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Nisga’a Nation and partners move ahead with LNG project expected to be worth $55 billion

Barbara Shecter

The Ksi Lisims LNG project will produce one of the world’s lowest unit carbon emissions rates for a large-scale LNG export project, Western LNG’s founder said

The development of a liquid natural gas export project based in British Columbia with estimated economic impact of $55 billion took a major step forward Monday as the group behind the proposal kicked off the regulatory process by filing an initial project description with Ottawa and the government of British Columbia.

The project is a partnership between The Nisga’a Nation, Texas-based liquid natural gas export facilities developer Western LNG and Rockies LNG, a limited partnership of oil-and-gas producers that collectively produce about 20 per cent of Canada’s natural gas.

The proposed 12-million-tonne-per-year liquefied natural gas (LNG) project is to be located at Wil Milit on the northern tip of Pearse Island near the Nisga’a village of Gingolx, with Asia targeted as a key export market. Commercial operations at The Ksi Lisims LNG project are expected to begin in late 2027 or 2028.

“Attracting an economic base to the Nass Valley has long been a priority for the Nisga’a Nation,” said Eva Clayton, president of the Nisga’a Nation. “This is why, for close to a decade, our Nation has worked to attract a world-leading LNG project to our treaty lands.”

The Ksi Lisims LNG project is moving forward despite the cancellation of several other multi-billion-dollar LNG export projects in B.C., including the $36-billion Pacific NorthWest LNG project near Prince Rupert and Exxon Mobil Corp.’s $25-billion West Coast Canada LNG project.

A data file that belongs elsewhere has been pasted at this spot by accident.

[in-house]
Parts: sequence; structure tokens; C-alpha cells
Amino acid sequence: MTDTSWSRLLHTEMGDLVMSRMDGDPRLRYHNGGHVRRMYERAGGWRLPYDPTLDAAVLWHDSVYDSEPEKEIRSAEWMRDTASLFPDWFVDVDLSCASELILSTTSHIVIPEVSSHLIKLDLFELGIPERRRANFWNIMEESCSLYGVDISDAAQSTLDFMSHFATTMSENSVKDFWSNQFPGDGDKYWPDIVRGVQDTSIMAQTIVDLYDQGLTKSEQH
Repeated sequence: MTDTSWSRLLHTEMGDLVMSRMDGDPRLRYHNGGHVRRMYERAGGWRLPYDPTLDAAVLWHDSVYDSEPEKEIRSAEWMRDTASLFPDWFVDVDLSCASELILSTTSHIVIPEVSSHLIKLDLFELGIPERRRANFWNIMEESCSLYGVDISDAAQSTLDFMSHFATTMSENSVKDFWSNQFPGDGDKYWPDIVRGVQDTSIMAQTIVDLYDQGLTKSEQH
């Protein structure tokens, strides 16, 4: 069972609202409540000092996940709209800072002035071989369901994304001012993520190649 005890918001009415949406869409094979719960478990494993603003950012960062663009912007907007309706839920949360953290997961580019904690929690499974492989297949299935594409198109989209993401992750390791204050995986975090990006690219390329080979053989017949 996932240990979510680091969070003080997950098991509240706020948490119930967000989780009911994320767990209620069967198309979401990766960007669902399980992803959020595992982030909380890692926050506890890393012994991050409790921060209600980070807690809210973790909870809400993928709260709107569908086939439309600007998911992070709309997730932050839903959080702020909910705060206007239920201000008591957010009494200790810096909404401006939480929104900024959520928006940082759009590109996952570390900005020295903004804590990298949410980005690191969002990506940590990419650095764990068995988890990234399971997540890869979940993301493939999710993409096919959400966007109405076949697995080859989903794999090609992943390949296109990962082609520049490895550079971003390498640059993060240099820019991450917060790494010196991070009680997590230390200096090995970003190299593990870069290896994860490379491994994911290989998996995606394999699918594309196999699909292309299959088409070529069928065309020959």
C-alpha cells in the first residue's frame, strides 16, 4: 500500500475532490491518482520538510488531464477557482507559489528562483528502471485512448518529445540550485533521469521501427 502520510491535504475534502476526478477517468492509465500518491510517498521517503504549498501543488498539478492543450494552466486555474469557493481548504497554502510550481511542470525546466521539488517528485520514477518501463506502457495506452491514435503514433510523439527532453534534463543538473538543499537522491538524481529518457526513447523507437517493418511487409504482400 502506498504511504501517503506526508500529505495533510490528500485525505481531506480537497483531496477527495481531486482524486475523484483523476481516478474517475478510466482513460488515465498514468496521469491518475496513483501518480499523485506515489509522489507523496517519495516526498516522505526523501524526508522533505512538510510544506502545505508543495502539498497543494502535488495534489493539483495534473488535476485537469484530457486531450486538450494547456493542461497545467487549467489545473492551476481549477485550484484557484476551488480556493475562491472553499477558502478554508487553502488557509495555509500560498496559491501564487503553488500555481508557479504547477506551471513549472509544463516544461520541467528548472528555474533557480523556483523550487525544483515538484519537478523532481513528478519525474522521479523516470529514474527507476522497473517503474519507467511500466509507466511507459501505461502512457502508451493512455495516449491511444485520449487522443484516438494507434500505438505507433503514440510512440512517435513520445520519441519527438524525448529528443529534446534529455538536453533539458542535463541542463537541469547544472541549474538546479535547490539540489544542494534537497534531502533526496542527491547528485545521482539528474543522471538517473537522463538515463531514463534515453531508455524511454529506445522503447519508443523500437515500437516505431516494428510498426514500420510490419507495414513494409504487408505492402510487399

Western LNG founder and chief Davis Thames said Ksi Lisims LNG will produce one of the world’s lowest unit carbon emissions rates for a large-scale LNG export project, and added that the project’s “floating design” would be central to delivering it to the remote location on time and on budget.

“We are very excited to work with the Nisga’a Nation and Rockies LNG to bring the Ksi Lisims LNG project to market,” he said. “This project will be important to the global LNG industry as it navigates the energy transition.”

In a news release, the partners noted that more than 70 per cent of primary energy demand in Asia is currently met by coal and oil.

“Replacing coal and oil with LNG exported from Ksi Lisims LNG would result in a reduction of global carbon emissions of more than 45 million tonnes per year, or 1.3 gigatonnes over a 30-year period, which is equivalent to nearly two years of total carbon emissions from Canada,” they said.

Charlotte Raggett, chief executive of Rockies LNG, said the project would provide Canadian natural gas producers with new access to growing global energy markets, and “importantly, global LNG prices.”

Two natural gas pipeline projects are being evaluated for Ksi Lisims LNG, according to the release. Both have received regulatory approvals following environmental assessment processes and can connect resources in northeastern B.C. to the proposed project site. The selected pipeline would be owned and operated by a third party.

Nisga’a Nation President Eva Clayton.
Nisga’a Nation President Eva Clayton. Photo by Arlen Redekop/Postmedia/File

If the Ksi Lisims LNG project moves ahead as intended, it will generate public revenues, jobs — including up to 4,000 construction jobs — training and business opportunities for First Nations and other communities in British Columbia and Alberta. Total direct and indirect economic impact including infrastructure and upstream activities is estimated at about $55 billion.

The latest step in the project’s development comes two decades after the Nisga’a Nation entered into the first modern treaty in British Columbia. The Nation has treaty rights to more than 26,000 square kilometres, including the proposed site at Wil Milit.

In the release, the partners said the Ksi Lisims LNG project “aligns with the Nisga’a Nation’s vision for self determination and is enabled by the Nisga’a Final Agreement and the United Nations Declaration on the Rights of Indigenous Peoples.”

In June, Canada’s senate passed Bill C-15, which requires the government to ensure laws conform with the UN declaration enshrining Indigenous rights including the right to self-determination.

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